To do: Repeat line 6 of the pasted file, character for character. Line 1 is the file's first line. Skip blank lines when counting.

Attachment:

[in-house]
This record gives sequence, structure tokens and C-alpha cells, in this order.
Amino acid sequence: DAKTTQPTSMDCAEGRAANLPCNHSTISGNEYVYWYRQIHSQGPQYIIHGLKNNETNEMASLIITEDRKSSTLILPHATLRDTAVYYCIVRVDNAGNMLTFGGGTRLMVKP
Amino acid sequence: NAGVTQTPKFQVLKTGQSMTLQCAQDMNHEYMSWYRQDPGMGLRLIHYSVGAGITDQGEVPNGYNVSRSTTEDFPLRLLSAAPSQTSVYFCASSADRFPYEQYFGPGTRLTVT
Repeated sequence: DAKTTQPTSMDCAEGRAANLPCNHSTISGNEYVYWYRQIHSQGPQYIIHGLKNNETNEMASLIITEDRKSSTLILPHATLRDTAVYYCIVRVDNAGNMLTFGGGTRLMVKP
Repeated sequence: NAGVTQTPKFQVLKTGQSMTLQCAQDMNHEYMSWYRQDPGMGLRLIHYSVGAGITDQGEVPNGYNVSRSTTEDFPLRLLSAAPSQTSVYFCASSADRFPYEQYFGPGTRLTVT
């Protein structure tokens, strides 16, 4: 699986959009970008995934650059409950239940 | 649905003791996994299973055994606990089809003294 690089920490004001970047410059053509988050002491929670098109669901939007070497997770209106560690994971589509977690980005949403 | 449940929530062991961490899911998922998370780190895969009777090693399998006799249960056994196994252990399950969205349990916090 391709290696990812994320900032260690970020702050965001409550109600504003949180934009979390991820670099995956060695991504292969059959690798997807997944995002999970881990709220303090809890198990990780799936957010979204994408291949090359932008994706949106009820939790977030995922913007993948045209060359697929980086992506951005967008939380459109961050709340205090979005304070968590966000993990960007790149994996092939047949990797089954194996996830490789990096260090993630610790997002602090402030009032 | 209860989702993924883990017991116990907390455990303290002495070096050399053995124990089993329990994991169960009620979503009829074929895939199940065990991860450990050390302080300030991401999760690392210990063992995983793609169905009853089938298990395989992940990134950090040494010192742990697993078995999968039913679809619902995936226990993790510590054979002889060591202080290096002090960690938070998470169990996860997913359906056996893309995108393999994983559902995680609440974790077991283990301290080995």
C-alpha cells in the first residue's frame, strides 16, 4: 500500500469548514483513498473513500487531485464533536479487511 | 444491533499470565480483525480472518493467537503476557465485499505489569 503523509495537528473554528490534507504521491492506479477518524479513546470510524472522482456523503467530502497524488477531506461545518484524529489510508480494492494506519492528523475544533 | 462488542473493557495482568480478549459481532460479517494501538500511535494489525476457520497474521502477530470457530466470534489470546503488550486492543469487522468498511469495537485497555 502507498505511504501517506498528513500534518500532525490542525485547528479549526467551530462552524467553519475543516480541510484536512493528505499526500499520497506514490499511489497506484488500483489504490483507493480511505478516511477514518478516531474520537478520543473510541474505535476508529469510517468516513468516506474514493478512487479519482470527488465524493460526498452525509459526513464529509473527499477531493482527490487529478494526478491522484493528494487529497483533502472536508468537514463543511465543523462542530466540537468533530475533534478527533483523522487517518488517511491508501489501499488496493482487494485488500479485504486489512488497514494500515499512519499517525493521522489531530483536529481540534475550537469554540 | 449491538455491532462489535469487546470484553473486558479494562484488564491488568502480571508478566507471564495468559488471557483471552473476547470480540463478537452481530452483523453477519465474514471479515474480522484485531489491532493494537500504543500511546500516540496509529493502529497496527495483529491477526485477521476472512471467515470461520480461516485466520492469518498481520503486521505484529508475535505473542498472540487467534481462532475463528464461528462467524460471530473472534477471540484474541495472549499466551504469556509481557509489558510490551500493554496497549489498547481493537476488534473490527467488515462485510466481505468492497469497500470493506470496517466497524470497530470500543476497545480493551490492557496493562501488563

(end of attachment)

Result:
Repeated sequence: NAGVTQTPKFQVLKTGQSMTLQCAQDMNHEYMSWYRQDPGMGLRLIHYSVGAGITDQGEVPNGYNVSRSTTEDFPLRLLSAAPSQTSVYFCASSADRFPYEQYFGPGTRLTVT